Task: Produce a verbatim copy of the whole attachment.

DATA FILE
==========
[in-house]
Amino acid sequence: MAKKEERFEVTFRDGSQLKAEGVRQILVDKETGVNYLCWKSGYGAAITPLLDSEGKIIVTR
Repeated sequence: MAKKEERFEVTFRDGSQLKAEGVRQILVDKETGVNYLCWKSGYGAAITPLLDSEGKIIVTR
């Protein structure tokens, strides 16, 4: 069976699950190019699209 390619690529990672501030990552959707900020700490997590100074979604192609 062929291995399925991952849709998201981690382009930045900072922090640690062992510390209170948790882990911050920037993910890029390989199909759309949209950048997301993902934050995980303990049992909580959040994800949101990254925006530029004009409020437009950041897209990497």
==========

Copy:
[in-house]
Amino acid sequence: MAKKEERFEVTFRDGSQLKAEGVRQILVDKETGVNYLCWKSGYGAAITPLLDSEGKIIVTR
Repeated sequence: MAKKEERFEVTFRDGSQLKAEGVRQILVDKETGVNYLCWKSGYGAAITPLLDSEGKIIVTR
């Protein structure tokens, strides 16, 4: 069976699950190019699209 390619690529990672501030990552959707900020700490997590100074979604192609 062929291995399925991952849709998201981690382009930045900072922090640690062992510390209170948790882990911050920037993910890029390989199909759309949209950048997301993902934050995980303990049992909580959040994800949101990254925006530029004009409020437009950041897209990497």